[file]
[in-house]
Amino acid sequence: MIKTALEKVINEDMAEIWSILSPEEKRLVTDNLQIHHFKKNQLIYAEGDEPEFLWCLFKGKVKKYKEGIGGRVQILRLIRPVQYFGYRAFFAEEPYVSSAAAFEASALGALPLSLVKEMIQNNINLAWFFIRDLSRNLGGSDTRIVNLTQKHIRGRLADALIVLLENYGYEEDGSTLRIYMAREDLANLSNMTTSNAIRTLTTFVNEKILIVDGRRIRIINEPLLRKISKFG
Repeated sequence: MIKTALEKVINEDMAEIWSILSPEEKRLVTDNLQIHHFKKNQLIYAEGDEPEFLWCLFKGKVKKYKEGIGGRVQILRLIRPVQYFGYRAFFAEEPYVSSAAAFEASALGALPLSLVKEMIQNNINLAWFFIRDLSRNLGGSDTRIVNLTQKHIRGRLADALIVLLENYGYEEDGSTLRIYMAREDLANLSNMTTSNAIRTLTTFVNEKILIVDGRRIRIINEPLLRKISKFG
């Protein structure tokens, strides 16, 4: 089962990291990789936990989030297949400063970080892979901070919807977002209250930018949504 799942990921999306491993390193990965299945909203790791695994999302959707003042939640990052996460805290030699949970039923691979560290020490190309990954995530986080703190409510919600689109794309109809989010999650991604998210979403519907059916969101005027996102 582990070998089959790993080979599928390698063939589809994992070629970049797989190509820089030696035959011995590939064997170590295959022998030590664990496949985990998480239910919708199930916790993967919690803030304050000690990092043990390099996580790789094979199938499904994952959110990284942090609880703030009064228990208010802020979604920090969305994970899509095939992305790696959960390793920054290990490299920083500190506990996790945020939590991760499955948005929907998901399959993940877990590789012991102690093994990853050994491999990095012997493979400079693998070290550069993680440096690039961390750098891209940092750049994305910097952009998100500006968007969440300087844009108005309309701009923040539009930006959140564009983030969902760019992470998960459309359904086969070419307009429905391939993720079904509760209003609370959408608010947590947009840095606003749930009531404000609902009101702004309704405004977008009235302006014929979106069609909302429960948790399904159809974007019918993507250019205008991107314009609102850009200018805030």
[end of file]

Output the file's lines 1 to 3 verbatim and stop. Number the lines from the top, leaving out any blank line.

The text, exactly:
[in-house]
Amino acid sequence: MIKTALEKVINEDMAEIWSILSPEEKRLVTDNLQIHHFKKNQLIYAEGDEPEFLWCLFKGKVKKYKEGIGGRVQILRLIRPVQYFGYRAFFAEEPYVSSAAAFEASALGALPLSLVKEMIQNNINLAWFFIRDLSRNLGGSDTRIVNLTQKHIRGRLADALIVLLENYGYEEDGSTLRIYMAREDLANLSNMTTSNAIRTLTTFVNEKILIVDGRRIRIINEPLLRKISKFG
Repeated sequence: MIKTALEKVINEDMAEIWSILSPEEKRLVTDNLQIHHFKKNQLIYAEGDEPEFLWCLFKGKVKKYKEGIGGRVQILRLIRPVQYFGYRAFFAEEPYVSSAAAFEASALGALPLSLVKEMIQNNINLAWFFIRDLSRNLGGSDTRIVNLTQKHIRGRLADALIVLLENYGYEEDGSTLRIYMAREDLANLSNMTTSNAIRTLTTFVNEKILIVDGRRIRIINEPLLRKISKFG